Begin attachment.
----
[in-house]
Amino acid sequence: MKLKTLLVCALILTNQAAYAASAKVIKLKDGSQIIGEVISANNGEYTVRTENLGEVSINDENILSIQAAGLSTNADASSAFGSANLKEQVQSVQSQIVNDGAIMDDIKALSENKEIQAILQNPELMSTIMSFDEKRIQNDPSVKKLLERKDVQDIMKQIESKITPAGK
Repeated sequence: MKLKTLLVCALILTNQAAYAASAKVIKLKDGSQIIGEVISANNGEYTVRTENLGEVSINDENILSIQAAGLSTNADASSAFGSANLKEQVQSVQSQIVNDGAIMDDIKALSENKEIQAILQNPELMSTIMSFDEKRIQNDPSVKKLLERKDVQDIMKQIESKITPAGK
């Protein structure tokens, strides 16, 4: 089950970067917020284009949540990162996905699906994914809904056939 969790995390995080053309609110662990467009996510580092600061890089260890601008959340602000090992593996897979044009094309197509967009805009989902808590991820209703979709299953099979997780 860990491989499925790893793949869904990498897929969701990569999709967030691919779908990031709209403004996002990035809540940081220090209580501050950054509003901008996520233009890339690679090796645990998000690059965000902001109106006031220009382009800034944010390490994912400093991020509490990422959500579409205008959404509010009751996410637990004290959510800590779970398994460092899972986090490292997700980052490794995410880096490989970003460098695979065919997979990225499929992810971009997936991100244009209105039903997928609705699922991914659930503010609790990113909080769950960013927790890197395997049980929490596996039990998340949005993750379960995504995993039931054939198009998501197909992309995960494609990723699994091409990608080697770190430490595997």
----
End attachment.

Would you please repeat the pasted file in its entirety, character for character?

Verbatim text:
[in-house]
Amino acid sequence: MKLKTLLVCALILTNQAAYAASAKVIKLKDGSQIIGEVISANNGEYTVRTENLGEVSINDENILSIQAAGLSTNADASSAFGSANLKEQVQSVQSQIVNDGAIMDDIKALSENKEIQAILQNPELMSTIMSFDEKRIQNDPSVKKLLERKDVQDIMKQIESKITPAGK
Repeated sequence: MKLKTLLVCALILTNQAAYAASAKVIKLKDGSQIIGEVISANNGEYTVRTENLGEVSINDENILSIQAAGLSTNADASSAFGSANLKEQVQSVQSQIVNDGAIMDDIKALSENKEIQAILQNPELMSTIMSFDEKRIQNDPSVKKLLERKDVQDIMKQIESKITPAGK
């Protein structure tokens, strides 16, 4: 089950970067917020284009949540990162996905699906994914809904056939 969790995390995080053309609110662990467009996510580092600061890089260890601008959340602000090992593996897979044009094309197509967009805009989902808590991820209703979709299953099979997780 860990491989499925790893793949869904990498897929969701990569999709967030691919779908990031709209403004996002990035809540940081220090209580501050950054509003901008996520233009890339690679090796645990998000690059965000902001109106006031220009382009800034944010390490994912400093991020509490990422959500579409205008959404509010009751996410637990004290959510800590779970398994460092899972986090490292997700980052490794995410880096490989970003460098695979065919997979990225499929992810971009997936991100244009209105039903997928609705699922991914659930503010609790990113909080769950960013927790890197395997049980929490596996039990998340949005993750379960995504995993039931054939198009998501197909992309995960494609990723699994091409990608080697770190430490595997």